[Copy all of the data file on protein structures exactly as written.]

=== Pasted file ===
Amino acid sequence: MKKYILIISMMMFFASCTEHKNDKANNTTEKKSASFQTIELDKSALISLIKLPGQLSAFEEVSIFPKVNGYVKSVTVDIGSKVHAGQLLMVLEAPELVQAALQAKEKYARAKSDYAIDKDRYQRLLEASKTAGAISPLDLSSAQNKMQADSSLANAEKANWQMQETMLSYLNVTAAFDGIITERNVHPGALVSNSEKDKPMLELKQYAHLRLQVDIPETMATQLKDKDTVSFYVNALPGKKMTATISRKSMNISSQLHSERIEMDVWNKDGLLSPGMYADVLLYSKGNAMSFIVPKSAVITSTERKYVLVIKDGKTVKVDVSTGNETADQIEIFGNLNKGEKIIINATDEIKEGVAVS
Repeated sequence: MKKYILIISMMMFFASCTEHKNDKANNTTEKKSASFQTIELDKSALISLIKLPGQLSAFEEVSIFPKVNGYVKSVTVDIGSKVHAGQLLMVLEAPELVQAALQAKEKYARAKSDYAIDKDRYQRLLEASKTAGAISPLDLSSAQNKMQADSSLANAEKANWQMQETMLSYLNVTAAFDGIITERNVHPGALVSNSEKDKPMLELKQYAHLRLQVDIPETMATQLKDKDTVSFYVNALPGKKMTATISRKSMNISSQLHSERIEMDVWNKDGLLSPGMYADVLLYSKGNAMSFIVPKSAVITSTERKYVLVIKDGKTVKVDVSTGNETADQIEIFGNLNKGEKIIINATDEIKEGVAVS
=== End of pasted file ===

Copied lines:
Amino acid sequence: MKKYILIISMMMFFASCTEHKNDKANNTTEKKSASFQTIELDKSALISLIKLPGQLSAFEEVSIFPKVNGYVKSVTVDIGSKVHAGQLLMVLEAPELVQAALQAKEKYARAKSDYAIDKDRYQRLLEASKTAGAISPLDLSSAQNKMQADSSLANAEKANWQMQETMLSYLNVTAAFDGIITERNVHPGALVSNSEKDKPMLELKQYAHLRLQVDIPETMATQLKDKDTVSFYVNALPGKKMTATISRKSMNISSQLHSERIEMDVWNKDGLLSPGMYADVLLYSKGNAMSFIVPKSAVITSTERKYVLVIKDGKTVKVDVSTGNETADQIEIFGNLNKGEKIIINATDEIKEGVAVS
Repeated sequence: MKKYILIISMMMFFASCTEHKNDKANNTTEKKSASFQTIELDKSALISLIKLPGQLSAFEEVSIFPKVNGYVKSVTVDIGSKVHAGQLLMVLEAPELVQAALQAKEKYARAKSDYAIDKDRYQRLLEASKTAGAISPLDLSSAQNKMQADSSLANAEKANWQMQETMLSYLNVTAAFDGIITERNVHPGALVSNSEKDKPMLELKQYAHLRLQVDIPETMATQLKDKDTVSFYVNALPGKKMTATISRKSMNISSQLHSERIEMDVWNKDGLLSPGMYADVLLYSKGNAMSFIVPKSAVITSTERKYVLVIKDGKTVKVDVSTGNETADQIEIFGNLNKGEKIIINATDEIKEGVAVS